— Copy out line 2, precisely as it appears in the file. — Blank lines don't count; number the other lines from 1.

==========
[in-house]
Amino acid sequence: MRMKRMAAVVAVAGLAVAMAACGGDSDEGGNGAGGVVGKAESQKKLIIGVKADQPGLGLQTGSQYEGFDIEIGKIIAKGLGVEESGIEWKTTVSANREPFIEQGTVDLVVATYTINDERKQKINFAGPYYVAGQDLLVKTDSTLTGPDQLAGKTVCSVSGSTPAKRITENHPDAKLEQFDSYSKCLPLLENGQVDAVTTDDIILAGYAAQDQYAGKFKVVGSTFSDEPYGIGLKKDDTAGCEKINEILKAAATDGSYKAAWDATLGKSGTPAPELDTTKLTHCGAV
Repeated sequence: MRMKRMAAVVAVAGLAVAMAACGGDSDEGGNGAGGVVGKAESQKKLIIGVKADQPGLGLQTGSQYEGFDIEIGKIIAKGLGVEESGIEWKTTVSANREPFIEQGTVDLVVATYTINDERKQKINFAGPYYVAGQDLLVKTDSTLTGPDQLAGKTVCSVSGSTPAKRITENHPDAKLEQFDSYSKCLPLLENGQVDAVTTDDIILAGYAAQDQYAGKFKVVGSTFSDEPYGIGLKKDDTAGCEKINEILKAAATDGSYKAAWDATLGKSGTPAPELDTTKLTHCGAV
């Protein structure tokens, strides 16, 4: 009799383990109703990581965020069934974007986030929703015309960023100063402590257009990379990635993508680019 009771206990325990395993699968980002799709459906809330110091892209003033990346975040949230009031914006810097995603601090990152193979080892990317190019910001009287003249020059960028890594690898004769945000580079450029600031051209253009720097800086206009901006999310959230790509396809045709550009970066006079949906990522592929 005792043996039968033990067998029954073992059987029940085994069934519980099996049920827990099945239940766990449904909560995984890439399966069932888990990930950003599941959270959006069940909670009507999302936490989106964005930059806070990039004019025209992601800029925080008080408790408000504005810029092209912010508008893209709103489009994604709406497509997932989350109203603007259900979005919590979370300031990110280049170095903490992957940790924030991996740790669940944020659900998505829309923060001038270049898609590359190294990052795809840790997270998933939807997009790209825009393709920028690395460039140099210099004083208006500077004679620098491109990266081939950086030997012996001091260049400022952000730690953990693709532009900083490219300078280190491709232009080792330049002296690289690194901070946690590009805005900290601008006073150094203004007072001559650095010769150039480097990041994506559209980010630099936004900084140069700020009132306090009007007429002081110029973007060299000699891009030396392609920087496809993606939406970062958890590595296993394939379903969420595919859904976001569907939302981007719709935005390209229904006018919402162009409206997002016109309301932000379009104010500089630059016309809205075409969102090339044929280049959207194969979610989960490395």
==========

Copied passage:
Amino acid sequence: MRMKRMAAVVAVAGLAVAMAACGGDSDEGGNGAGGVVGKAESQKKLIIGVKADQPGLGLQTGSQYEGFDIEIGKIIAKGLGVEESGIEWKTTVSANREPFIEQGTVDLVVATYTINDERKQKINFAGPYYVAGQDLLVKTDSTLTGPDQLAGKTVCSVSGSTPAKRITENHPDAKLEQFDSYSKCLPLLENGQVDAVTTDDIILAGYAAQDQYAGKFKVVGSTFSDEPYGIGLKKDDTAGCEKINEILKAAATDGSYKAAWDATLGKSGTPAPELDTTKLTHCGAV